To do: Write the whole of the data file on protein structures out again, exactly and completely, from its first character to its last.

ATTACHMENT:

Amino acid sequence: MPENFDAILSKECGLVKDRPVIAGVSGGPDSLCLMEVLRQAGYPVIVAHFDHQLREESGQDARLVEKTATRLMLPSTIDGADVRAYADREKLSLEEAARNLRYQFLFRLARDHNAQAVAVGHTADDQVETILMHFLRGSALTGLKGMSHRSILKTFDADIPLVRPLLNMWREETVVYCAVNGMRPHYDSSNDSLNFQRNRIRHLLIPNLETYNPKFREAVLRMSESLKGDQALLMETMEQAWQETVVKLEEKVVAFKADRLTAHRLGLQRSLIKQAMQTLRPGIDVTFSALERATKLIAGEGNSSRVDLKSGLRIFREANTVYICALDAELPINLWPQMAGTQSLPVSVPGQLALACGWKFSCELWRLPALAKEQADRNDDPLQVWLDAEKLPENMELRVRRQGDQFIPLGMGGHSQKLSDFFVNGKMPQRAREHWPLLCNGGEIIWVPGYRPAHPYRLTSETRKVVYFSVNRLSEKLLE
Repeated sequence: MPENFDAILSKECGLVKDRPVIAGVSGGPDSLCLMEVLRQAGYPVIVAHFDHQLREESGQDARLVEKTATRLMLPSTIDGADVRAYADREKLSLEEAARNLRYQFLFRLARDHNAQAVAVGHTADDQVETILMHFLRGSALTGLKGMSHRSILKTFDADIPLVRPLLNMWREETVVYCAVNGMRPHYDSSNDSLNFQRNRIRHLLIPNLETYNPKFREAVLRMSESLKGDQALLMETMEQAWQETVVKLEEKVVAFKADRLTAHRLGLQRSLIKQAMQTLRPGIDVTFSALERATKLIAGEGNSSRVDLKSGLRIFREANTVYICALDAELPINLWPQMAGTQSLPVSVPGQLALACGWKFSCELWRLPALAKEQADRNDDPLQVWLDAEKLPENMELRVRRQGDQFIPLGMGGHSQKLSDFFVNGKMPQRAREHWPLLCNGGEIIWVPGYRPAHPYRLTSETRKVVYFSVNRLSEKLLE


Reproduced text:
Amino acid sequence: MPENFDAILSKECGLVKDRPVIAGVSGGPDSLCLMEVLRQAGYPVIVAHFDHQLREESGQDARLVEKTATRLMLPSTIDGADVRAYADREKLSLEEAARNLRYQFLFRLARDHNAQAVAVGHTADDQVETILMHFLRGSALTGLKGMSHRSILKTFDADIPLVRPLLNMWREETVVYCAVNGMRPHYDSSNDSLNFQRNRIRHLLIPNLETYNPKFREAVLRMSESLKGDQALLMETMEQAWQETVVKLEEKVVAFKADRLTAHRLGLQRSLIKQAMQTLRPGIDVTFSALERATKLIAGEGNSSRVDLKSGLRIFREANTVYICALDAELPINLWPQMAGTQSLPVSVPGQLALACGWKFSCELWRLPALAKEQADRNDDPLQVWLDAEKLPENMELRVRRQGDQFIPLGMGGHSQKLSDFFVNGKMPQRAREHWPLLCNGGEIIWVPGYRPAHPYRLTSETRKVVYFSVNRLSEKLLE
Repeated sequence: MPENFDAILSKECGLVKDRPVIAGVSGGPDSLCLMEVLRQAGYPVIVAHFDHQLREESGQDARLVEKTATRLMLPSTIDGADVRAYADREKLSLEEAARNLRYQFLFRLARDHNAQAVAVGHTADDQVETILMHFLRGSALTGLKGMSHRSILKTFDADIPLVRPLLNMWREETVVYCAVNGMRPHYDSSNDSLNFQRNRIRHLLIPNLETYNPKFREAVLRMSESLKGDQALLMETMEQAWQETVVKLEEKVVAFKADRLTAHRLGLQRSLIKQAMQTLRPGIDVTFSALERATKLIAGEGNSSRVDLKSGLRIFREANTVYICALDAELPINLWPQMAGTQSLPVSVPGQLALACGWKFSCELWRLPALAKEQADRNDDPLQVWLDAEKLPENMELRVRRQGDQFIPLGMGGHSQKLSDFFVNGKMPQRAREHWPLLCNGGEIIWVPGYRPAHPYRLTSETRKVVYFSVNRLSEKLLE